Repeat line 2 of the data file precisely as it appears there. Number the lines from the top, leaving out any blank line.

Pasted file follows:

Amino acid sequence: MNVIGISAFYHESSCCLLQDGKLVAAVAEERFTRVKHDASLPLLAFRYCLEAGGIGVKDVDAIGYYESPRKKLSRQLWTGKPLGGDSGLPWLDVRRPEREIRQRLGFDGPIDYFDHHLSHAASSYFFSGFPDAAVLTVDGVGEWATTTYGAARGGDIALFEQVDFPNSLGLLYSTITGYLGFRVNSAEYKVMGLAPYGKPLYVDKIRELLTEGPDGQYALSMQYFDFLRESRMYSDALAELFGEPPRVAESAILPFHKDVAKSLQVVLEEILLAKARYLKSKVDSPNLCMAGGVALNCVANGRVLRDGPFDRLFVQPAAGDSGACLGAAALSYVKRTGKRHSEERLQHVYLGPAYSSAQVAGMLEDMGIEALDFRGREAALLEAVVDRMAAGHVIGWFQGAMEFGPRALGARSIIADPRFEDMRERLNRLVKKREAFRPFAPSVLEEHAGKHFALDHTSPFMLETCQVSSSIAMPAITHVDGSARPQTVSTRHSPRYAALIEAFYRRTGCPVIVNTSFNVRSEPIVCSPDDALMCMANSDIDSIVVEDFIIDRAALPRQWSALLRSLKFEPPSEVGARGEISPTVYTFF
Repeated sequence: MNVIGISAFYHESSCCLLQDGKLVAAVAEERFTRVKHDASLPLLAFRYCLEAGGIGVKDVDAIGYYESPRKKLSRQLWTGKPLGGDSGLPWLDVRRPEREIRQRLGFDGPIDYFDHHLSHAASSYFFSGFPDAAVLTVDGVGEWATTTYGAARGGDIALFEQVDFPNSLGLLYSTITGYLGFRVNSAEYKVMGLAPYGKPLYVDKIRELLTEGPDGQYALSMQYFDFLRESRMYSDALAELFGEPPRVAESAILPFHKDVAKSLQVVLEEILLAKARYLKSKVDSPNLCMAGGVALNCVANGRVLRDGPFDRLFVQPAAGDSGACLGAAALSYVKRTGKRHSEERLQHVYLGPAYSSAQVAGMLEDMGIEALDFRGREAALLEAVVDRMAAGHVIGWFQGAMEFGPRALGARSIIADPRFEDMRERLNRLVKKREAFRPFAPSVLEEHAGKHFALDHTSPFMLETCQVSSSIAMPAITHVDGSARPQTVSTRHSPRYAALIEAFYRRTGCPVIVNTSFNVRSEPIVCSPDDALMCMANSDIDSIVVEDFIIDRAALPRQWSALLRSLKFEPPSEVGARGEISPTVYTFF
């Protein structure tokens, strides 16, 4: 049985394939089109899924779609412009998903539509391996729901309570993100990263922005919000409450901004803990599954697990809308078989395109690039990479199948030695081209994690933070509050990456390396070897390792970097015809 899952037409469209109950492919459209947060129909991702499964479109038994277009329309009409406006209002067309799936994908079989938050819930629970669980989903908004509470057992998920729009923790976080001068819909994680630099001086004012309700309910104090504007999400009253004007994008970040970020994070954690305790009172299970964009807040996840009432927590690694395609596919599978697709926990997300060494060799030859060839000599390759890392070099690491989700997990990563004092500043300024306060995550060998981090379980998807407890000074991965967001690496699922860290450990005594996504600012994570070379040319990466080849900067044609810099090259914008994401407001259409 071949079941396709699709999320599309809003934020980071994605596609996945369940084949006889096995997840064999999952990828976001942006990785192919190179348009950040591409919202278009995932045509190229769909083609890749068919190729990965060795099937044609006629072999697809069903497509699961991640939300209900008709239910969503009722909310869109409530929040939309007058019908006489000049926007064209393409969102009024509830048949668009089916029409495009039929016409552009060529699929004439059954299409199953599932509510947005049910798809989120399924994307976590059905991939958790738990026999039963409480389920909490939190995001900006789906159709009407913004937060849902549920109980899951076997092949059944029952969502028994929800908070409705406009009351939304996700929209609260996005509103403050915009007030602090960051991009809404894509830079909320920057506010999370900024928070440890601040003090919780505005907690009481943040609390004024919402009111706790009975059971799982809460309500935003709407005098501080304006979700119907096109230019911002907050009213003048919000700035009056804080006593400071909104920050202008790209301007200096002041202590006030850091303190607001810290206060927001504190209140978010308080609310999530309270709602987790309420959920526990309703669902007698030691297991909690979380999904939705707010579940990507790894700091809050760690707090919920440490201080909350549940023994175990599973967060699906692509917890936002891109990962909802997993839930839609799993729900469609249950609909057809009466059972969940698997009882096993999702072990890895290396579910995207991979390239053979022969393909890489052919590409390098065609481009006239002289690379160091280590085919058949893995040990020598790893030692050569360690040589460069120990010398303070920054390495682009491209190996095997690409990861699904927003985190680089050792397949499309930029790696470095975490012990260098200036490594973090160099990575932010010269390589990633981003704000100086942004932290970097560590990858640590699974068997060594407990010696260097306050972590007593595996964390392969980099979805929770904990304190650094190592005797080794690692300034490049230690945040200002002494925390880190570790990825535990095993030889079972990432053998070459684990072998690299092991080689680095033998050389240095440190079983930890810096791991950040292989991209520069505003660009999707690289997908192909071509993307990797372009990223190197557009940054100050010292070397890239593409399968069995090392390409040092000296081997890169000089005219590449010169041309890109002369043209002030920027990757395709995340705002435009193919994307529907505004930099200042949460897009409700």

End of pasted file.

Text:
Repeated sequence: MNVIGISAFYHESSCCLLQDGKLVAAVAEERFTRVKHDASLPLLAFRYCLEAGGIGVKDVDAIGYYESPRKKLSRQLWTGKPLGGDSGLPWLDVRRPEREIRQRLGFDGPIDYFDHHLSHAASSYFFSGFPDAAVLTVDGVGEWATTTYGAARGGDIALFEQVDFPNSLGLLYSTITGYLGFRVNSAEYKVMGLAPYGKPLYVDKIRELLTEGPDGQYALSMQYFDFLRESRMYSDALAELFGEPPRVAESAILPFHKDVAKSLQVVLEEILLAKARYLKSKVDSPNLCMAGGVALNCVANGRVLRDGPFDRLFVQPAAGDSGACLGAAALSYVKRTGKRHSEERLQHVYLGPAYSSAQVAGMLEDMGIEALDFRGREAALLEAVVDRMAAGHVIGWFQGAMEFGPRALGARSIIADPRFEDMRERLNRLVKKREAFRPFAPSVLEEHAGKHFALDHTSPFMLETCQVSSSIAMPAITHVDGSARPQTVSTRHSPRYAALIEAFYRRTGCPVIVNTSFNVRSEPIVCSPDDALMCMANSDIDSIVVEDFIIDRAALPRQWSALLRSLKFEPPSEVGARGEISPTVYTFF